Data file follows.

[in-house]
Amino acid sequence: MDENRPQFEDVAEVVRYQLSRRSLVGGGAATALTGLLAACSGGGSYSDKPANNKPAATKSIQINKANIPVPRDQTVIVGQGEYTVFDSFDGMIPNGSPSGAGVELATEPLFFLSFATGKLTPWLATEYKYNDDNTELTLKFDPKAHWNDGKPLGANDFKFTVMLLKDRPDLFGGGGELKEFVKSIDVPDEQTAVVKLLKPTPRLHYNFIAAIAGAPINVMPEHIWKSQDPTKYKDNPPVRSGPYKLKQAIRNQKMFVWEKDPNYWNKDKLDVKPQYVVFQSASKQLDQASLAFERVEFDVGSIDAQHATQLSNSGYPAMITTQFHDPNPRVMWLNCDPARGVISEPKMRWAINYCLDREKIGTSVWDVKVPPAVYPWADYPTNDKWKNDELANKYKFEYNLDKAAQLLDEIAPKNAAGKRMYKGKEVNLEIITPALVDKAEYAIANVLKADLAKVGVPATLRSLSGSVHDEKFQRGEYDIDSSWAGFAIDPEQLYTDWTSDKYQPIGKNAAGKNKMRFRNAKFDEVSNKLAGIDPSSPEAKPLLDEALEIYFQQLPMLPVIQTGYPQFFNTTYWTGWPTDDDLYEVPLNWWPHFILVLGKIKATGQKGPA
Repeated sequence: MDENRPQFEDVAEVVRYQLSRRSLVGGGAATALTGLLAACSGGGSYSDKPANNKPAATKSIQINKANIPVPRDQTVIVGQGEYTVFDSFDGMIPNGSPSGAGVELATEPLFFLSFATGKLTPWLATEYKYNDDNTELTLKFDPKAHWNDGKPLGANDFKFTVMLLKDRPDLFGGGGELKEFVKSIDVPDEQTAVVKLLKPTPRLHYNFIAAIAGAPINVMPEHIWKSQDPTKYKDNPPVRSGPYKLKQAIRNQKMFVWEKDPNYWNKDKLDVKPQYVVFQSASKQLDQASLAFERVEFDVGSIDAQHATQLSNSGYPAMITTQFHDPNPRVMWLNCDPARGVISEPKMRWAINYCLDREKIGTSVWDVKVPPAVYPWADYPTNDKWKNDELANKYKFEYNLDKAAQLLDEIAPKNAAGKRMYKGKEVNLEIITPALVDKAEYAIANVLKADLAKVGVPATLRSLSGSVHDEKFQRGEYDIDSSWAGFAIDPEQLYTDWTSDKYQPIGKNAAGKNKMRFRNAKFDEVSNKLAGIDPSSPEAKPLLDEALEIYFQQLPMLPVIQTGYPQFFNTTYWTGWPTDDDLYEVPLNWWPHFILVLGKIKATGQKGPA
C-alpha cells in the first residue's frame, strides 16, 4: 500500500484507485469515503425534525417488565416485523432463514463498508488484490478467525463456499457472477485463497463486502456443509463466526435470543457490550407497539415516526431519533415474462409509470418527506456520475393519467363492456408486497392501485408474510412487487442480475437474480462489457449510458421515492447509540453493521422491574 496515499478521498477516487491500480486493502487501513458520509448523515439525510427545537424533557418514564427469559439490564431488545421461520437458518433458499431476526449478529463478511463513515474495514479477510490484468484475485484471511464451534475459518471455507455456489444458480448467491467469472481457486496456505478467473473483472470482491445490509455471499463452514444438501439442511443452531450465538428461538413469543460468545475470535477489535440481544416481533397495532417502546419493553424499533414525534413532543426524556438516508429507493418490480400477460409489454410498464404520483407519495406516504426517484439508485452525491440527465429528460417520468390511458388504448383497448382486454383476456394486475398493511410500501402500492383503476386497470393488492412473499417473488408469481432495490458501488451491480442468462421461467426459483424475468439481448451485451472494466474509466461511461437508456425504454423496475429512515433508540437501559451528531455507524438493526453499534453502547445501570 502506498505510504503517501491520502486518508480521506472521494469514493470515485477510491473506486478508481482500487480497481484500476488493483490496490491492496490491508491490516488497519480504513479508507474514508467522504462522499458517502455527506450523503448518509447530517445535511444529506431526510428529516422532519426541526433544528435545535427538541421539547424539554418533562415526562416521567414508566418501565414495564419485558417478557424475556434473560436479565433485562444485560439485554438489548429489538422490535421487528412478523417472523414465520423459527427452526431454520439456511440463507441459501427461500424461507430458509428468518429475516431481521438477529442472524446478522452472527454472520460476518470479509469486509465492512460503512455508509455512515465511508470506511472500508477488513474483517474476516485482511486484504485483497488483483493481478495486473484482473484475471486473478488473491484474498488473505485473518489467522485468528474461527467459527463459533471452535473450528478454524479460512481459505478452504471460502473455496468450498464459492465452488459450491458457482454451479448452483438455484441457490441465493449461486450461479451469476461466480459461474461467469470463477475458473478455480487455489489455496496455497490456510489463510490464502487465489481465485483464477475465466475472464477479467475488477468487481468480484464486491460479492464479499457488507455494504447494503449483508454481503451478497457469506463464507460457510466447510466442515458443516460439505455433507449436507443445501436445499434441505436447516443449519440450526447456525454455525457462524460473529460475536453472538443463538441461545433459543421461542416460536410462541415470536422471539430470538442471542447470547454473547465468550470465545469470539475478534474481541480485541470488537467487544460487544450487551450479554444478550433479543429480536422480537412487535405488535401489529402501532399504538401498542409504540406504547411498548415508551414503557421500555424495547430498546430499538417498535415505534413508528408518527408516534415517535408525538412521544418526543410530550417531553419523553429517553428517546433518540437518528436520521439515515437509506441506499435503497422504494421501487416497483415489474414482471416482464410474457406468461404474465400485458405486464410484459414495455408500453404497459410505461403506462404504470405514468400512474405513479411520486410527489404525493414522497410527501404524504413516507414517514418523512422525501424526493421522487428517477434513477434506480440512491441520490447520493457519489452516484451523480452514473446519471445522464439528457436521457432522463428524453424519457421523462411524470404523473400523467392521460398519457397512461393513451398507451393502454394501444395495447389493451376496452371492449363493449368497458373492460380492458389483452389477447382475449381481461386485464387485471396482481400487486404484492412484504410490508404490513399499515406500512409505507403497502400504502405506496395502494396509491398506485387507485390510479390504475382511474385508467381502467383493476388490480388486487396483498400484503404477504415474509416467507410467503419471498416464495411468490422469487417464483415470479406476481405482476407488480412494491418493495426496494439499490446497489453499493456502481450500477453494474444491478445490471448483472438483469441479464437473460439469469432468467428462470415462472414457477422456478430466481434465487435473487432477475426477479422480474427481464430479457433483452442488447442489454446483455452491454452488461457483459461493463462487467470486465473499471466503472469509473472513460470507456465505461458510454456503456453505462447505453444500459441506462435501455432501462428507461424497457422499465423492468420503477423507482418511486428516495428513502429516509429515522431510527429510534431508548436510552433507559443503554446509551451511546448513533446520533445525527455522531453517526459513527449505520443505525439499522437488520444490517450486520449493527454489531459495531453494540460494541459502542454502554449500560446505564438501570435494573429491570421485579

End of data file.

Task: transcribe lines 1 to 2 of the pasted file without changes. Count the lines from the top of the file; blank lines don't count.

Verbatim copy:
[in-house]
Amino acid sequence: MDENRPQFEDVAEVVRYQLSRRSLVGGGAATALTGLLAACSGGGSYSDKPANNKPAATKSIQINKANIPVPRDQTVIVGQGEYTVFDSFDGMIPNGSPSGAGVELATEPLFFLSFATGKLTPWLATEYKYNDDNTELTLKFDPKAHWNDGKPLGANDFKFTVMLLKDRPDLFGGGGELKEFVKSIDVPDEQTAVVKLLKPTPRLHYNFIAAIAGAPINVMPEHIWKSQDPTKYKDNPPVRSGPYKLKQAIRNQKMFVWEKDPNYWNKDKLDVKPQYVVFQSASKQLDQASLAFERVEFDVGSIDAQHATQLSNSGYPAMITTQFHDPNPRVMWLNCDPARGVISEPKMRWAINYCLDREKIGTSVWDVKVPPAVYPWADYPTNDKWKNDELANKYKFEYNLDKAAQLLDEIAPKNAAGKRMYKGKEVNLEIITPALVDKAEYAIANVLKADLAKVGVPATLRSLSGSVHDEKFQRGEYDIDSSWAGFAIDPEQLYTDWTSDKYQPIGKNAAGKNKMRFRNAKFDEVSNKLAGIDPSSPEAKPLLDEALEIYFQQLPMLPVIQTGYPQFFNTTYWTGWPTDDDLYEVPLNWWPHFILVLGKIKATGQKGPA